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This work describes the field of Islamic banking and finance as practised in the modern era. This unique form of commerce has grown dramatically over the past twenty years, and is coincident with expanding wealth in the Middle East and parts of Asia, and with a turning away from secular Western practices in those areas.
It examines the cultural background of this development and its legal and religious underpinnings. These prohibit Muslims from transactions that involve interest (riba) and speculation (gharar), among others, rendering many Western forms of finance and investing unacceptable.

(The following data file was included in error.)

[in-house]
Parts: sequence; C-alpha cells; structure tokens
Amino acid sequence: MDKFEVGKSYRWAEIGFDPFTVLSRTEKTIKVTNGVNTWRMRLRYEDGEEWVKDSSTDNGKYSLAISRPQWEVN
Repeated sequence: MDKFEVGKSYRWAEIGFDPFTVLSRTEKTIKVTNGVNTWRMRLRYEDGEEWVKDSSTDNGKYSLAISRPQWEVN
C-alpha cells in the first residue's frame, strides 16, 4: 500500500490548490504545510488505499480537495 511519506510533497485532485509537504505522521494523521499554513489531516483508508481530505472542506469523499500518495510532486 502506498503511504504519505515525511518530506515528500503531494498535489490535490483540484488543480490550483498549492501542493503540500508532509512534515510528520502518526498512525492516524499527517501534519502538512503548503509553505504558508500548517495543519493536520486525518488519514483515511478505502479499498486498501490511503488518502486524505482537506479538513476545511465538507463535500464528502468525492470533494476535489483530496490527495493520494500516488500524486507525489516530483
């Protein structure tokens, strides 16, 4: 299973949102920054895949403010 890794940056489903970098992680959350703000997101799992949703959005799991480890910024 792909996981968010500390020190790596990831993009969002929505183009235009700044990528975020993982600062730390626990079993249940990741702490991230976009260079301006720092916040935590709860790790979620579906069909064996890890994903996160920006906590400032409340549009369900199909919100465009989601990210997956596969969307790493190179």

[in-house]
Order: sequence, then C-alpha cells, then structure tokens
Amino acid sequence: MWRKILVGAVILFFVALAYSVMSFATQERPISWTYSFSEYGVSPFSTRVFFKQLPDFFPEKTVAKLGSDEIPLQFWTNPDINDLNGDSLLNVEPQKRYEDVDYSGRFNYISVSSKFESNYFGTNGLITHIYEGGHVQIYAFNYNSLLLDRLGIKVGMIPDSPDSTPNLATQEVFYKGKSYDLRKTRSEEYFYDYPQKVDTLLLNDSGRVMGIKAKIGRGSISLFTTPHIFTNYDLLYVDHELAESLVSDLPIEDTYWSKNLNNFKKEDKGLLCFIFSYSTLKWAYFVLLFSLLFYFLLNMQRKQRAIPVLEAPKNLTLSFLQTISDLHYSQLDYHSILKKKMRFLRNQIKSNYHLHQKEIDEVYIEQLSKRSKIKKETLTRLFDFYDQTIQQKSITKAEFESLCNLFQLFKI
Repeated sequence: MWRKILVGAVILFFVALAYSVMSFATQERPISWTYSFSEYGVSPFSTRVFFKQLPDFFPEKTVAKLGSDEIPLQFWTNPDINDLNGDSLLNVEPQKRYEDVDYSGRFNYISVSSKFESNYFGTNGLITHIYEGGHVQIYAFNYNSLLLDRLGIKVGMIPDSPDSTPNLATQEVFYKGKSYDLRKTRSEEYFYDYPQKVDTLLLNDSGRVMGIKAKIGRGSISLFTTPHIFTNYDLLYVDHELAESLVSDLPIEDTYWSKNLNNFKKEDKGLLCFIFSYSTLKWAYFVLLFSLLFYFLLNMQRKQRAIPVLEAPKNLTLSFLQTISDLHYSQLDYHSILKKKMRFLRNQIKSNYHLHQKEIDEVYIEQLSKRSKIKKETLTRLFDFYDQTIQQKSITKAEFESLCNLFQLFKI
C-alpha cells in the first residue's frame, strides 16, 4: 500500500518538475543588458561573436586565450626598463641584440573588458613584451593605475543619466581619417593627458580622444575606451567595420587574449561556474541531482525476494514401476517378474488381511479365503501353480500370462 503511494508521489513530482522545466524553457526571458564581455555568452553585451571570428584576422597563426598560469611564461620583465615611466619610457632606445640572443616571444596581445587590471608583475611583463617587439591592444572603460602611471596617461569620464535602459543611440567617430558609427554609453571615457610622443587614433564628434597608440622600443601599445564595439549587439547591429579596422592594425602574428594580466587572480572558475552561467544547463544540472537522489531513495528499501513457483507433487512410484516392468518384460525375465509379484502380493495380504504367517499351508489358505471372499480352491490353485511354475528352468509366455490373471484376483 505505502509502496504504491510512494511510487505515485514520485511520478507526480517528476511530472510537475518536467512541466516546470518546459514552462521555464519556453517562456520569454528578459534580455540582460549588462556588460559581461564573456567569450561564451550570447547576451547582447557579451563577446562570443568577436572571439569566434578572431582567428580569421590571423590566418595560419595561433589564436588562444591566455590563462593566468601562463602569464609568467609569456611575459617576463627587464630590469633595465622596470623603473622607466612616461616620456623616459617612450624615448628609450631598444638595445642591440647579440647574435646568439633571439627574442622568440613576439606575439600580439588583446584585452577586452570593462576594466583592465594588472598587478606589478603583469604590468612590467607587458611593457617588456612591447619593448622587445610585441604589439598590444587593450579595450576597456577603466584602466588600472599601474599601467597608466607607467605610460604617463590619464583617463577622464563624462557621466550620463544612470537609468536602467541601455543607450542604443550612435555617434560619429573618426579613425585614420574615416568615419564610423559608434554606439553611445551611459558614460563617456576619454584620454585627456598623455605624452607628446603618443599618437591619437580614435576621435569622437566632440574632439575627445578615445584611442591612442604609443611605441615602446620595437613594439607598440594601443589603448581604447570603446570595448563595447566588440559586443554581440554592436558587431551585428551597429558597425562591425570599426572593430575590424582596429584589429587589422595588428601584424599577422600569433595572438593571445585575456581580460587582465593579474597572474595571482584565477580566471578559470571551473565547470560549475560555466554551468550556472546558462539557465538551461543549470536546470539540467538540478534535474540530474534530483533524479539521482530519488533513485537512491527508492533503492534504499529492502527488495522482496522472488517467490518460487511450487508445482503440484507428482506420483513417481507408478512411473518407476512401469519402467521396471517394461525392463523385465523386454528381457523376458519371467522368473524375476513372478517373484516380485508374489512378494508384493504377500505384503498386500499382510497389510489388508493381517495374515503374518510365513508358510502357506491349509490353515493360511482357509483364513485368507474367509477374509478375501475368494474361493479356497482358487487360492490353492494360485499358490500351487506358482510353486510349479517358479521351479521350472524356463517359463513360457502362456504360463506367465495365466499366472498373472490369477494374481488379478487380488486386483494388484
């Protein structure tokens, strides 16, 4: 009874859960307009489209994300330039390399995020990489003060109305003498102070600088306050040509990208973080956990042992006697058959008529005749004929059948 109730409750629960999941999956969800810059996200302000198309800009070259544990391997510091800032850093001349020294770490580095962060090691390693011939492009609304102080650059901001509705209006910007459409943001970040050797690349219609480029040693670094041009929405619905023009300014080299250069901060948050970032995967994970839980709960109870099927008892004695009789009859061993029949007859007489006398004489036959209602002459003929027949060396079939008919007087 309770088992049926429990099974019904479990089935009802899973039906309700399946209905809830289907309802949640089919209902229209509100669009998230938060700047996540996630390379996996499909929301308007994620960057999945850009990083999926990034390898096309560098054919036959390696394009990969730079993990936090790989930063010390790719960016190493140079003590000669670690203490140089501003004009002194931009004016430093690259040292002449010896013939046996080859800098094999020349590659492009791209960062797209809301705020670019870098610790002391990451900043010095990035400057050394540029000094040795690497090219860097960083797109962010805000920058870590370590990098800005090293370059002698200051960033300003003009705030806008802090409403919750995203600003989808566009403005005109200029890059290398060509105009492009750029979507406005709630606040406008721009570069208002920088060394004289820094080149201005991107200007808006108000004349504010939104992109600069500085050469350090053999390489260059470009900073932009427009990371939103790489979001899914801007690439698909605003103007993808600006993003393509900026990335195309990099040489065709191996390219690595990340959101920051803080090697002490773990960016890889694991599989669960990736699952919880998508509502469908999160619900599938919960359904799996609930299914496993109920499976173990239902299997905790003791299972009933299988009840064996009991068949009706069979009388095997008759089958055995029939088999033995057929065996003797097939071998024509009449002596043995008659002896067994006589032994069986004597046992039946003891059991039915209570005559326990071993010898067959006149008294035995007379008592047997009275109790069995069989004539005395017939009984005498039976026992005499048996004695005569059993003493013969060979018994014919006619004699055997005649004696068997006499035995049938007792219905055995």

The authors describe the financial arrangements that allow investors and capital users to transact business in Islamically-sanctioned ways. A number of major Western and Middle Eastern financial institutions have recognized Islamic banking as an important new field. These firms have established Islamic practices to serve this growing market, including mutual funds that - like `socially responsible' funds in the West - invest client monies in Islamically-approved ways.